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Gradebook

Education news and notes from Tampa Bay and Florida

Today's news

Gender_3 NOT FOR EVERYONE: Belcher Elementary hoped to learn if single-gender classrooms would make a difference in the way kids learn. One thing they've found is that not all kids benefit, despite what the research says. For past stories on this topic, click here and here.

MUSICAL CHAIRS: Florida A&M's new interim president is the former provost. The incoming president was provost before that. The current provost, well, she's quitting. Five trustees have  left in the past two months. Most companies would call this instability. At FAMU, it's situation normal.

THOSE ROWDY PARENTS: The Hernando School Board is considering whether to hire a cop to patrol its meetings, just in case.

SCHOOL'S OUT FOREVER: The Richard Milburn Academy Class of 2007 celebrates its graduation, and the charter school closes its doors for good. It opted not to seek a contract renewal in Pasco County.

AWARDING ACHIEVEMENT: About 30 years ago, a group calling itself Citizens Concerned for Students was fed up with low scores and low morale among Pasco County's black children. It started an annual awards program for high achievers. This year, it honors a record number.

OPEN YOUR WALLET: Thought you would get tax relief from this year's Legislature? Well, think again. Lawmakers actually approved an increase in local property taxes for schools by raising the required local tax effort by $546-million statewide, the Sun-Sentinel reports. You'll get the bill in the fall.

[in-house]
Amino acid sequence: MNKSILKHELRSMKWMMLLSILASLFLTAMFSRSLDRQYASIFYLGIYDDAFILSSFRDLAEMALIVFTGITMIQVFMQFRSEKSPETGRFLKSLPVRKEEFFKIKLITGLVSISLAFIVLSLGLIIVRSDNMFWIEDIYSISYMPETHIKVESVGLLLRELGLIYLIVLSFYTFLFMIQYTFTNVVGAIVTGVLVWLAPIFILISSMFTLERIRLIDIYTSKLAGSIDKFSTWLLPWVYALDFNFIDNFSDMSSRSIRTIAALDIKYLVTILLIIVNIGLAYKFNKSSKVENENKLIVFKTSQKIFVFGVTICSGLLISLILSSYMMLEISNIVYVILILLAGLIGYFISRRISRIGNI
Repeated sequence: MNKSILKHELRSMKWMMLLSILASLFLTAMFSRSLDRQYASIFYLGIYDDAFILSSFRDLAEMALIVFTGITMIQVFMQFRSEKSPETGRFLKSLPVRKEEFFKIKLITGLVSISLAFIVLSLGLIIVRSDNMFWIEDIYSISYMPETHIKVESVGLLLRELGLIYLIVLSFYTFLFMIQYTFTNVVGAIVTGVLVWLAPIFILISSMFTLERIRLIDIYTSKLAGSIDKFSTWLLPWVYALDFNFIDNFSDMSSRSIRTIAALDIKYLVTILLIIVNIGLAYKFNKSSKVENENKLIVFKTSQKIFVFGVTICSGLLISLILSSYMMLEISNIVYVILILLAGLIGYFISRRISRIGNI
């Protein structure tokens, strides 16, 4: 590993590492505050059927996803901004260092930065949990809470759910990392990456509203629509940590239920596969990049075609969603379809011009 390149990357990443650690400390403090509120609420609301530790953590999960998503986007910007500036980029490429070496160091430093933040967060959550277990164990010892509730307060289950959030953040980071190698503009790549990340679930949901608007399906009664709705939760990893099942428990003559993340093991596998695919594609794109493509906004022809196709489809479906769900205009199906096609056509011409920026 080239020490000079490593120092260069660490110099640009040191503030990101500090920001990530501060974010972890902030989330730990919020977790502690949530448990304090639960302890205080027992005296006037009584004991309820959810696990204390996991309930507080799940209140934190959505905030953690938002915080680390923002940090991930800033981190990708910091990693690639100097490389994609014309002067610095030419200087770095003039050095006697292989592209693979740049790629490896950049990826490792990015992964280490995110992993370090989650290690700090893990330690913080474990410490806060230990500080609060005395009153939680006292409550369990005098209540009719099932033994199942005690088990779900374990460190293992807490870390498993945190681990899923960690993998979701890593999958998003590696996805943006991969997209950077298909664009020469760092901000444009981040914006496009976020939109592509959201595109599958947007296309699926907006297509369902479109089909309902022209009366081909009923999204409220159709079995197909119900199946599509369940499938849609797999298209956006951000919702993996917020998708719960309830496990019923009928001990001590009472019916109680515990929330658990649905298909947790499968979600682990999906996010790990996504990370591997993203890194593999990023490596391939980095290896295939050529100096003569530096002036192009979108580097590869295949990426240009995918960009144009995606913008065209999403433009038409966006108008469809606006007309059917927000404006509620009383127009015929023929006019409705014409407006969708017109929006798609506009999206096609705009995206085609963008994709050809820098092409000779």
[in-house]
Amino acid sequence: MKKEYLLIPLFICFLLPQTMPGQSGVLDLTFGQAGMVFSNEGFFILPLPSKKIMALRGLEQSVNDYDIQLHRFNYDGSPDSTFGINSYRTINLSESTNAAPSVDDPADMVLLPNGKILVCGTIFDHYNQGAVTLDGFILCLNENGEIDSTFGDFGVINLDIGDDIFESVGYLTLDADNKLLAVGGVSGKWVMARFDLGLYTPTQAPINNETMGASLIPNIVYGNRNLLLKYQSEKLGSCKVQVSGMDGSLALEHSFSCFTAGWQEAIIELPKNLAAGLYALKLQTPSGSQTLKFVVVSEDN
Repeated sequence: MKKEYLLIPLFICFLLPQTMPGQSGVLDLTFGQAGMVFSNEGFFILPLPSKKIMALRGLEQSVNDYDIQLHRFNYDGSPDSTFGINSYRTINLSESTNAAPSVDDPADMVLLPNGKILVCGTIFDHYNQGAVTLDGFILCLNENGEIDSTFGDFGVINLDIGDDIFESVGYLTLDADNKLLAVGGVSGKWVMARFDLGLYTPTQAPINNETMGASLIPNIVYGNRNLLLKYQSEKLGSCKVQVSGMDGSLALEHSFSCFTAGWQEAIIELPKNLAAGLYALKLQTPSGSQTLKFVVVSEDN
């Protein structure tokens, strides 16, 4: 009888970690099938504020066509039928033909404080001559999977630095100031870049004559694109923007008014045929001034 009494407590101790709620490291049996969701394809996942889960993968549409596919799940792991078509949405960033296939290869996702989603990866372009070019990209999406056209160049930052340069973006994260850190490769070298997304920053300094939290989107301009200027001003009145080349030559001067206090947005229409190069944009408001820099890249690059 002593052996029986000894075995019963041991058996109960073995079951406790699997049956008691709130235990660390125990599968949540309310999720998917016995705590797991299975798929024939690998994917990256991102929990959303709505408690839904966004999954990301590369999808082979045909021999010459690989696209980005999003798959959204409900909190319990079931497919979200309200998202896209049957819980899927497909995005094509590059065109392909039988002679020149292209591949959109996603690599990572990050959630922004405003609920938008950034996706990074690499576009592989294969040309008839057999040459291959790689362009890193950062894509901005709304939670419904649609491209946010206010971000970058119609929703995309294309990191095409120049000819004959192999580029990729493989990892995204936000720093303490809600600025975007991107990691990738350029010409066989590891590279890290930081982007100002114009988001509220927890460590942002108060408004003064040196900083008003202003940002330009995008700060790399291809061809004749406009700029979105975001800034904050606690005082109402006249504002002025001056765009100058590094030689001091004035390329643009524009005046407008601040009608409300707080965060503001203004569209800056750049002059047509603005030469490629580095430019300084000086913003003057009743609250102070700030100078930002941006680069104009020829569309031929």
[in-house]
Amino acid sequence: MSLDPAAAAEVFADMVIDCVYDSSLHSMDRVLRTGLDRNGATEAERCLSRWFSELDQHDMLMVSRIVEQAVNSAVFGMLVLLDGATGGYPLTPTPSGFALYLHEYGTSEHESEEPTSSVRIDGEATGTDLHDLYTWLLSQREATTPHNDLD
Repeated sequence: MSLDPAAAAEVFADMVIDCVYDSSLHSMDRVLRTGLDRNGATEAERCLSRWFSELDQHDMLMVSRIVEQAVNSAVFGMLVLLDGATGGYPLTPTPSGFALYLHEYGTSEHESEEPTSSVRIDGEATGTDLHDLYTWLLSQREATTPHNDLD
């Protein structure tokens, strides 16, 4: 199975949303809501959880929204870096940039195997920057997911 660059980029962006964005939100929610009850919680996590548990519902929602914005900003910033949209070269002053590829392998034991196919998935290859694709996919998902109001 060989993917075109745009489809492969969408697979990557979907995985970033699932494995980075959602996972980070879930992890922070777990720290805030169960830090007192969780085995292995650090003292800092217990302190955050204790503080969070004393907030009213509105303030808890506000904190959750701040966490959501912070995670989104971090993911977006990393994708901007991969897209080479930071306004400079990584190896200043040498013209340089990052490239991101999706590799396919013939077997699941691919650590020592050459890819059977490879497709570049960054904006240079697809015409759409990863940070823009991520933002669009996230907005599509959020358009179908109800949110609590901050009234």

FROM THE OP-ED PAGES: Pre-k works. So make it better, the Palm Beach Post says.

REMEMBER CHARLIE REED? He's hard at work in California now, making sure more students arrive at the California State University system ready for college work. The Dallas Morning News suggests it's a model program worth replicating.

JUST SAY NO, OR WE'LL FIND OUT: More and more schools are randomly testing kids for drugs, saying the program deters drug use. It's common in Florida, which also just adopted a bill requiring steroid testing for athletes in high school football, weightlifting and baseball. But opponents say the testing is not reliable and does not deal effectively with students who have positive results, the LA Times reports.

(Times photo by Carrie Pratt, click to enlarge)

[Last modified: Tuesday, May 25, 2010 9:17am]

    

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